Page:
Police showed up Friday afternoon at the home of a 17-year-old girl in Delaware who had been among Rep. Anthony Weiner’s online fans. Within 24 hours, three top Democrats issued calls for Weiner’s resignation.
The timing was merely a coincidence, some Democratic sources told reporters. House Minority Leader Nancy Pelosi, Democratic National Committee Chairwoman Debbie Wasserman-Schultz and Democratic Congressional Campaign Committee Chairman Steve Israel had actually been planning to release their statements anyway. Their “coordinated effort was [already] in the works,” one insider told Russell Berman of the Hill, adding that the statements “were released on Saturday to get ahead of the Sunday shows and the return of lawmakers on Monday.” So while the Brooklyn congressman was announcing that he would take a leave of absence to seek “professional treatment” for whatever compulsions led to the scandal that has become known as WeinerGate, his Democratic colleagues were chiefly concerned about working the news cycle to their advantage.
Democrats appear increasingly desperate to put political distance between their party and the disastrously disgraced Weiner, because they have no idea what further revelations await. Pelosi and other Democrats have no control over the relentless drip, drip, drip in this scandal that began more than two weeks ago when Weiner accidently published on his Twitter account a lewd photo of his crotch. He had intended to send that photo privately to a 21-year-old college student from Seattle, but by a simple error — “possibly the worst typo in the history of politics,” as conservative blogger Ace of Spades says — Weiner’s online modus operandi was exposed to the more than 40,000 people following his Twitter feed. Among those followers were several of Weiner’s political enemies who for weeks had tried to call attention to the 46-year-old married congressman’s pattern of Internet interactions with women, ranging from a porn star to the teenager whose communications with Weiner brought her to the attention of Delaware police on Friday.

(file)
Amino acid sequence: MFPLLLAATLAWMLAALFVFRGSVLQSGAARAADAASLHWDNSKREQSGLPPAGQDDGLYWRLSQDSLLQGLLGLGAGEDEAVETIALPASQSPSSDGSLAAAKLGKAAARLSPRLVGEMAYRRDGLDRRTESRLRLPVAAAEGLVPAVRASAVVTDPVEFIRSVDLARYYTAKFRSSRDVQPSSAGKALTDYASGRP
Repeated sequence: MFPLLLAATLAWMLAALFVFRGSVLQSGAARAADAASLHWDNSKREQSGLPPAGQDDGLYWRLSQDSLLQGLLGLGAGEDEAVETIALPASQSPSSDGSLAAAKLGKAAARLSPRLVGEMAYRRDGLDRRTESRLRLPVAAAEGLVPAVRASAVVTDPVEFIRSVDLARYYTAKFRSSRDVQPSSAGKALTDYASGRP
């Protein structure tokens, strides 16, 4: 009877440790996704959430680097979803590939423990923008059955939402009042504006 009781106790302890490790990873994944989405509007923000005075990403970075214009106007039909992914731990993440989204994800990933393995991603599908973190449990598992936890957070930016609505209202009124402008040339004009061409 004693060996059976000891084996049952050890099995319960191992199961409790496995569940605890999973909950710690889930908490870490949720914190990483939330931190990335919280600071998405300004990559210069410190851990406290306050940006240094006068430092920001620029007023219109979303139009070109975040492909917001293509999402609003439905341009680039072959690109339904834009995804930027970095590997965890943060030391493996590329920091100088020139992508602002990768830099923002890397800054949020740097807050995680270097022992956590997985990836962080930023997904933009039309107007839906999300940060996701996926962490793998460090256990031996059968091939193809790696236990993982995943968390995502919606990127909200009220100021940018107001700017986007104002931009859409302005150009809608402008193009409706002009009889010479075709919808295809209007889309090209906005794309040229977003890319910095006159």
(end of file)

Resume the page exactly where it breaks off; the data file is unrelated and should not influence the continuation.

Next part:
Weiner said there was nothing “indecent” or “explicit” in his private exchanges with the Delaware girl, and police quickly issued a statement saying they found no evidence warranting criminal charges, yet Friday’s news highlighted the utter recklessness of Weiner’s online escapades. Since April, the Democrat’s enemies — led by a Twitter user calling himself Dan Wolfe — had been trying to draw attention to the suspiciously large number of attractive young women among the relatively small number of people Weiner was following on Twitter. Only when two Twitter users are following each other can they exchange private direct messages (DMs), which raised the question of why a member of Congress would be following a 17-year-old. In April, the girl boasted in a public Twitter message about her acquaintance with the congressman (“talking to Rep Weiner from New York right now! is my life real?”), which disturbed Wolfe.
“Weiner’s fixation on the young girls… bothered me especially,” the mysterious Wolfe said in one of his few online interviews about the WeinerGate scandal, two days before the Democrat’s June 6 press conference confession. Wolfe and others had known Weiner was exchanging DMs with women he followed because some of them, including porn performer Ginger Lee, bragged about those private messages. Even though Wolfe and his friends raised an outcry on Twitter, calling Weiner a “freak” for following teenagers, the congressman was evidently undeterred. At one point, the Delaware teen complained that he had stopped following her, and when Weiner resumed following her in mid-May, the girl sent out a public message on Twitter: “SERIOUSLY LOVING LIFE AGAIN BUT I GOTTA KEEP MY MOUTH SHUT OR ELSE.”